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Developing Chinese economy – The Chinese economy continues to grow despite worldwide economic contraction. As the economy becomes more developed, increased wages nationwide will increase the costs of production for Apple and its OEM partners. The increase in quality of life and disposable income to Chinese citizens will provide a larger customer base for Apple to tap into. Potential world-wide climate regulation – It is possible that the Copenhagen talks will result in real commitments from the international community regarding emissions caps and taxes. Strict Carbon emissions regulations will impose a considerable financial burden on the production of Apple’s products, driving up costs and shrinking margins. Again, Apple’s initiative in implementing ‘green’ practices sets them apart from many competitors who will also feel the burden of regulation. Recommendations Based on key trends in the general environment discussed above, I recommend: Emphasize value for consumer dollar: Apple is known to provide considerable value regarding quality, satisfaction, and service for its products. These traits should be expressed explicitly to convey the value of their products when compared to competitors. Campaign for real network neutrality: The debate over net neutrality is being muddied by moneyed interests to obscure the issues. To protect innovation and future value for Apple, the firm should advocate for open networks without packet or content discrimination. Convergence devices within the Apple system: Apple is already a leader in the smartphone market and should shift competencies to new, innovative, convergence devices that take advantage of Apples system of simple, easy to use, integrated devices and applications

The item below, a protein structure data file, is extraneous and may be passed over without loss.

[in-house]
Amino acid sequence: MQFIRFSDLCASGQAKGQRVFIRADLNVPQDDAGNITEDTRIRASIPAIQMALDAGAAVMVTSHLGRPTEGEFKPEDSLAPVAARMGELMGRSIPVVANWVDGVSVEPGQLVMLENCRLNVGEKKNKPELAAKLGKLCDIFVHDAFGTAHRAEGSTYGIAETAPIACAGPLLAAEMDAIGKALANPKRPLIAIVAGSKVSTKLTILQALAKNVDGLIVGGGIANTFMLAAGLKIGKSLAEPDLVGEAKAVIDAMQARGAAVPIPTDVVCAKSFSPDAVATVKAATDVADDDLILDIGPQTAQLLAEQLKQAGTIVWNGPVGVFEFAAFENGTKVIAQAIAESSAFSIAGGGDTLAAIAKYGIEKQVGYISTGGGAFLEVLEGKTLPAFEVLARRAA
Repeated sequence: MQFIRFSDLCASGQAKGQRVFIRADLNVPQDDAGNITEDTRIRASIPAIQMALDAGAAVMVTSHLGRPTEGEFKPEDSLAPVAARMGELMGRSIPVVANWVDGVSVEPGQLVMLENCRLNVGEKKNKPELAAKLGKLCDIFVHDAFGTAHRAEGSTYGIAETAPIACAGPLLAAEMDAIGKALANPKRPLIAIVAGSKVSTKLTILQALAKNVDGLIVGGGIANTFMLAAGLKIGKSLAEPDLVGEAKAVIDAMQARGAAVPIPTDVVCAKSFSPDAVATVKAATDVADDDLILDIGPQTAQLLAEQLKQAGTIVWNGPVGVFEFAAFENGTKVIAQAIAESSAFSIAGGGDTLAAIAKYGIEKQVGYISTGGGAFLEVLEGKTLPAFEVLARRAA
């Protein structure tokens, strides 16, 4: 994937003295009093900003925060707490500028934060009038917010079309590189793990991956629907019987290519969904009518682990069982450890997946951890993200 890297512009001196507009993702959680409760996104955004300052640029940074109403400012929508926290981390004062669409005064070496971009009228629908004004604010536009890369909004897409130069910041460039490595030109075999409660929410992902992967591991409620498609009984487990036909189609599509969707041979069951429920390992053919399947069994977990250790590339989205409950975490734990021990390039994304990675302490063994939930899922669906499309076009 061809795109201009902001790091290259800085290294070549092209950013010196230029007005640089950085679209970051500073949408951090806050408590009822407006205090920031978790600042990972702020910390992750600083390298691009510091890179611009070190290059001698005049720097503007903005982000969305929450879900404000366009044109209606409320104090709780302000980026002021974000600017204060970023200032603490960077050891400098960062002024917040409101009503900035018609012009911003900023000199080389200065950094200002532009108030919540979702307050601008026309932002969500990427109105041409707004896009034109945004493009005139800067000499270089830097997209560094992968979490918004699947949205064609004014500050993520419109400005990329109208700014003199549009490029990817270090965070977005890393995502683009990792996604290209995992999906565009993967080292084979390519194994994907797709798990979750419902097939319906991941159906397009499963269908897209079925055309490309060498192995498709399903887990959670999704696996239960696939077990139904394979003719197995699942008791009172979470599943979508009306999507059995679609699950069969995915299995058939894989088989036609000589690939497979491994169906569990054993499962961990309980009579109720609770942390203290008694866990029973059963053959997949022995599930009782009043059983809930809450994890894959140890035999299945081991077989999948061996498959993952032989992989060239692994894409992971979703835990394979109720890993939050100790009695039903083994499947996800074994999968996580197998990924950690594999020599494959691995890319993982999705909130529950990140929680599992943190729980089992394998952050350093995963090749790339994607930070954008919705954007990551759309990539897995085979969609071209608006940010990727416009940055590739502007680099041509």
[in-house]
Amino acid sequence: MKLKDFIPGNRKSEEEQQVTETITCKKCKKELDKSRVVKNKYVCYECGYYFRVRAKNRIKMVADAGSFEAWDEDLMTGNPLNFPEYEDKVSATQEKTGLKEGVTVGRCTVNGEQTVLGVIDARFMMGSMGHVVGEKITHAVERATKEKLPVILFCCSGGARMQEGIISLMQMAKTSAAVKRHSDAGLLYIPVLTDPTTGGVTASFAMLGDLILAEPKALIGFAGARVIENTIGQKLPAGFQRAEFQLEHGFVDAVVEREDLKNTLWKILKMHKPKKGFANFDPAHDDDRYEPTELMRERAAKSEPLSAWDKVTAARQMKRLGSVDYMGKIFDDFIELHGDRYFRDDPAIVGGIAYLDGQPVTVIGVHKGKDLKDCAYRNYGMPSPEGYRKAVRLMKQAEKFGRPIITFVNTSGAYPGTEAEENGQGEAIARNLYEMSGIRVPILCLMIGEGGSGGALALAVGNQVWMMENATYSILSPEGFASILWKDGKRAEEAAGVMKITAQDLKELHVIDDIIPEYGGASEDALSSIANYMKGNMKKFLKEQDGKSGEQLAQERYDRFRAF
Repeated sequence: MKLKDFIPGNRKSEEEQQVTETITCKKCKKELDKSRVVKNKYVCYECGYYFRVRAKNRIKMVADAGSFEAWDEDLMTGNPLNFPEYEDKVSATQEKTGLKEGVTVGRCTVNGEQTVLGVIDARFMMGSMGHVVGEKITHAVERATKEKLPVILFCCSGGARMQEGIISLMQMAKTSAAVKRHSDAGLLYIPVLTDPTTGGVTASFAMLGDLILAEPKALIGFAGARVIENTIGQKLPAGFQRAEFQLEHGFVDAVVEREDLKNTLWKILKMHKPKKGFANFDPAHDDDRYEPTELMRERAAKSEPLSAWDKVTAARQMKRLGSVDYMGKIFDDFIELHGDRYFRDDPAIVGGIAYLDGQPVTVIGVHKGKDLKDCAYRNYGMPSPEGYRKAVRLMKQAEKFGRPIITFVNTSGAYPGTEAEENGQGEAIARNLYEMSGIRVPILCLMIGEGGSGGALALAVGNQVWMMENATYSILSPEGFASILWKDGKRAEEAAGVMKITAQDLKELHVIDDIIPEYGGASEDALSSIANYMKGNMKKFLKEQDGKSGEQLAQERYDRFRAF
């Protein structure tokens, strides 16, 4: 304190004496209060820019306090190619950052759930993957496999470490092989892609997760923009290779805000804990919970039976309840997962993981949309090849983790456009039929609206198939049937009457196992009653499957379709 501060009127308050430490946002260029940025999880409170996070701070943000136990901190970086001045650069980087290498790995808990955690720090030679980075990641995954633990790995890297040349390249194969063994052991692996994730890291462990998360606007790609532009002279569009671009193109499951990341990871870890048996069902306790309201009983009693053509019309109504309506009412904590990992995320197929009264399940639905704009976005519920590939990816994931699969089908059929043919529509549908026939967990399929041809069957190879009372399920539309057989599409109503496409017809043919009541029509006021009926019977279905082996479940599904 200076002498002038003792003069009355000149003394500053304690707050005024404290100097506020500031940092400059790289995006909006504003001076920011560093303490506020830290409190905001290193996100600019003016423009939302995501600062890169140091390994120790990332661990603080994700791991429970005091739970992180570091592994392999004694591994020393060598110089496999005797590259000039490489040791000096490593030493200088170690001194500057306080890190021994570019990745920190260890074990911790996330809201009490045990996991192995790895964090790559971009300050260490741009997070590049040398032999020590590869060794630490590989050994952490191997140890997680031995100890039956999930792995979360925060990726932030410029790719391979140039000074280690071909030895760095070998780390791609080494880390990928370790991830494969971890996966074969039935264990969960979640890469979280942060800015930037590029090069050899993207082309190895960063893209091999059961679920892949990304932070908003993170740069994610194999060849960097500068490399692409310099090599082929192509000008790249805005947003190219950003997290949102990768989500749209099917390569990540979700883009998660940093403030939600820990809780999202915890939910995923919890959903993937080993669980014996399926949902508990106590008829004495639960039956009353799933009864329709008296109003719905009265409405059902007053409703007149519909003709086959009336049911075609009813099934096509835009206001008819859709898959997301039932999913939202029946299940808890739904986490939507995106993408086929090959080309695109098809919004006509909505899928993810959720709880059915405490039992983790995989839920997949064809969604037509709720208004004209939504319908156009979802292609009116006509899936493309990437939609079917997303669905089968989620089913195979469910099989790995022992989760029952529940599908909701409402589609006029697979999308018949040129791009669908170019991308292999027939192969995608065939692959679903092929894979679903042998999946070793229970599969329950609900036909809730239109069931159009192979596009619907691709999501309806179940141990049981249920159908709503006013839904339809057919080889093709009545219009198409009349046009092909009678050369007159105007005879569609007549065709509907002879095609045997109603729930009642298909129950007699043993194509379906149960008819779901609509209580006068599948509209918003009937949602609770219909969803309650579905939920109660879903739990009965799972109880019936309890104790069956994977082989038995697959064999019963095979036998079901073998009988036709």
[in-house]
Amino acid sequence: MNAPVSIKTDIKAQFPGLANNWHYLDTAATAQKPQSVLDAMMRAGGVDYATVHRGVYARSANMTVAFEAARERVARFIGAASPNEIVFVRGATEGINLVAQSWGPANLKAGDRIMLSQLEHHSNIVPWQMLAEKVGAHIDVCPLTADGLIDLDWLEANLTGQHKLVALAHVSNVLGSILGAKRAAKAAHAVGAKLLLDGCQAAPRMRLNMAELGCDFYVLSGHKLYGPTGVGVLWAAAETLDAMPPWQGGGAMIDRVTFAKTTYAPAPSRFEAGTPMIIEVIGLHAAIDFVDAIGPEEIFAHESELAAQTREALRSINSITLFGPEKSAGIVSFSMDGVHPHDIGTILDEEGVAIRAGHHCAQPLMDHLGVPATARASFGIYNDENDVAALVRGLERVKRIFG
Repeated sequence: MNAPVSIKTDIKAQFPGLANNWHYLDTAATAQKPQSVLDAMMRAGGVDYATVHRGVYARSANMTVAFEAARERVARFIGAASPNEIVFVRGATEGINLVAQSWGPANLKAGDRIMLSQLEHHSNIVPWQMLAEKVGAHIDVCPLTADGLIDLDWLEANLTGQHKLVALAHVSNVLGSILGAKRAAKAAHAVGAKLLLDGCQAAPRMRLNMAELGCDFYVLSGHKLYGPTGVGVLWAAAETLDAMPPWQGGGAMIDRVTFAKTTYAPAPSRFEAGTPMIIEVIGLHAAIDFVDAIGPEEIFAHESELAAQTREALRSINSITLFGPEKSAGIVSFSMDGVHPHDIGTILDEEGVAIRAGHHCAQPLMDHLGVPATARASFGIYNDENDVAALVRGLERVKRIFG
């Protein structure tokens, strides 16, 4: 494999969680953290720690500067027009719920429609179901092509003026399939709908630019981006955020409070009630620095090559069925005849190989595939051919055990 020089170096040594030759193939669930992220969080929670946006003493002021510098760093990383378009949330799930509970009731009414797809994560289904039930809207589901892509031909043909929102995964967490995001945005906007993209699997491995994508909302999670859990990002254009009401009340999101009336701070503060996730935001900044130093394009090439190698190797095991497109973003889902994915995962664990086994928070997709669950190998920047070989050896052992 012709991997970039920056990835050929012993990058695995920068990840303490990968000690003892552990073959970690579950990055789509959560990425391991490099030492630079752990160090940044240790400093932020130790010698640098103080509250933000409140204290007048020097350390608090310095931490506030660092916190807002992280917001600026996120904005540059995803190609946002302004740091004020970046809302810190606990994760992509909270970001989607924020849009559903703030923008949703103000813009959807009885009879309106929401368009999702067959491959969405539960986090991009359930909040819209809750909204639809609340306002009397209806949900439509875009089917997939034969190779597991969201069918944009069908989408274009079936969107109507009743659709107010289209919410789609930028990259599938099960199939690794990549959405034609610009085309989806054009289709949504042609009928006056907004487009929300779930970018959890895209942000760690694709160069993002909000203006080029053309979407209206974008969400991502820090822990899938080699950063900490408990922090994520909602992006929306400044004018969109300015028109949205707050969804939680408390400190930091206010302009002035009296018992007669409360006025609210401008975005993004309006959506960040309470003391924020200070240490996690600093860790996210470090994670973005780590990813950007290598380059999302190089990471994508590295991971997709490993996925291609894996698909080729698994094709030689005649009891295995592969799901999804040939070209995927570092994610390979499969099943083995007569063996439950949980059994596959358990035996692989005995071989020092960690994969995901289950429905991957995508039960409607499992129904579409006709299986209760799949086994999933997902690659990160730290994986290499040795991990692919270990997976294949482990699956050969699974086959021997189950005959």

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5.2. Diversification Apple already has a well-positioned diversified strategy, but can continue to broaden its scope while creating value in related and unrelated markets including eBooks and medical equipment. Current Diversification Apple has already implemented a successful strategy of diversification, both related and unrelated. Beginning as a company which produced full-sized desktop computers Apple now offers a line of desktops, notebook computers, mobile digital media players, and a mobile phone, among many other devices. Apple has also entered the content distribution business, selling music and applications for its devices as well as renting digital video, playable across many of its most popular devices. Despite this broad range of diversification, there are still opportunities for Apple to further diversify. Related Diversification As discussed in the General Environment Analysis above, the world of consumer electronics technologies is converging on a point of highly portable, rich media, Internet connected devices. Apple has already entered this market with the highly popular iPhone, which performs many of the most desired functions. The growing consensus is that a tablet format device may be the next step, bridging the divide between laptops and smartphones. Apple’s patents dealing with touch screen technology and experience developing the iPhone and iPod Touch will translate perfectly to a larger form, highly functional tablet device. A growing category in digital technology is the ‘eReader’ device, which allows consumers to transport and read books in a digital format. While the Amazon Kindle is currently the leading product in this market, the category is still young and could be redefined. If Apple could incorporate an e-book reader into a convergence device, or develop a successful standalone device it would be wise of them to diversify the iTunes store to include e-book downloads in addition to music, movies, TV shows, and podcasts among other types of content already available. This is one of the next logical progressions of the iTunes store which has come very far from its initial offering of music only. Unrelated Diversification In the United States medical equipment and devices are a growth area of the economy. As new healthcare legislation is enacted the importance of modernizing our system will come to the forefront. Apple’s high quality portable devices would provide excellent platforms for care providers to utilize in streamlining care. In order to gain the most value from this growth area without considerable risk or heavy capital investment Apple should work with medical equipment manufacturers and care providers to establish Apple’s devices, particularly a future tablet, as a standard for medical technology platforms. Using a combination of new digital medical technologies developed by medical equipment manufacturers and current technology for connectivity Apple could open its portable and mobile platforms open for development of unique and efficient medical tools. Examples of potential products would include digital thermometers and blood pressure